Our car

The W124 wagon we wound up buying is a 1994 E320 with, as it turns out, nearly all of the options. Some of the interesting ones include:

  • leather seats (the other option is vinyl)
  • heated front seats with memory (look for heater switches on either side of the center console ashtray)
  • adjustable steering column
  • headlight washer and wiper system
  • ASR (traction control)

All of the US-market wagons (I believe) have the power sunroof standard along with the rear-facing fold-out seats and cargo cover system. The standard wood trim is zebrano (zebra wood) like on the W123 but there is also an optional burl walnut trim.

Trailer Hitch

We use our E320 wagon to tow a Scamp 13-foot trailer. Curt Manufacturing makes a compatible trailer hitch kit that I combined with a generic trailer harness wiring kit. There is not much to the installation beyond following the Curt instructions and the wiring is relatively simple: I ran a fused 12V wire from the battery positive, following some brake lines to the rear of the car, then tapped into the tail light harness behind the spare tire. I removed the rear gray “glove box” trim to get to a rubber plug where the harness comes down to the hitch and also to run one wire over to the passenger side tail light turn signal wiring. The wire colors were:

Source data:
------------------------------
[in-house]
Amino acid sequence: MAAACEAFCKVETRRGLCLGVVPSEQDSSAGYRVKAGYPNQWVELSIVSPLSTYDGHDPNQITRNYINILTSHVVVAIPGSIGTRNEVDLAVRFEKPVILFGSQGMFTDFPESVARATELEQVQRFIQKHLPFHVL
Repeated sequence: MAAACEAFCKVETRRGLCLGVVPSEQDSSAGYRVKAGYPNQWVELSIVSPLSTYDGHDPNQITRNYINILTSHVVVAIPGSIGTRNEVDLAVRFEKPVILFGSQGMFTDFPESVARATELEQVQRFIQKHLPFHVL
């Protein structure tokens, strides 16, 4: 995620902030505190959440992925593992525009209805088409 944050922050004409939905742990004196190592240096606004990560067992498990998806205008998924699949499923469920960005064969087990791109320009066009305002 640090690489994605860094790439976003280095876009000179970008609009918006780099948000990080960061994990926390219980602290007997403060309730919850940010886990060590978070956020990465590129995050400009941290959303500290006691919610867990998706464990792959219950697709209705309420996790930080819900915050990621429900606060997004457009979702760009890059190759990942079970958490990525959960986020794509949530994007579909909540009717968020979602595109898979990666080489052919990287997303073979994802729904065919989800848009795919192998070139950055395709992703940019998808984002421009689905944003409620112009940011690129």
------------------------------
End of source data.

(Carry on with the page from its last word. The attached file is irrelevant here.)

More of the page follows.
• tail lamp: gray/black or gray/red
  • brake: black/red
  • left turn signal: black/white
  • right turn signal: black/green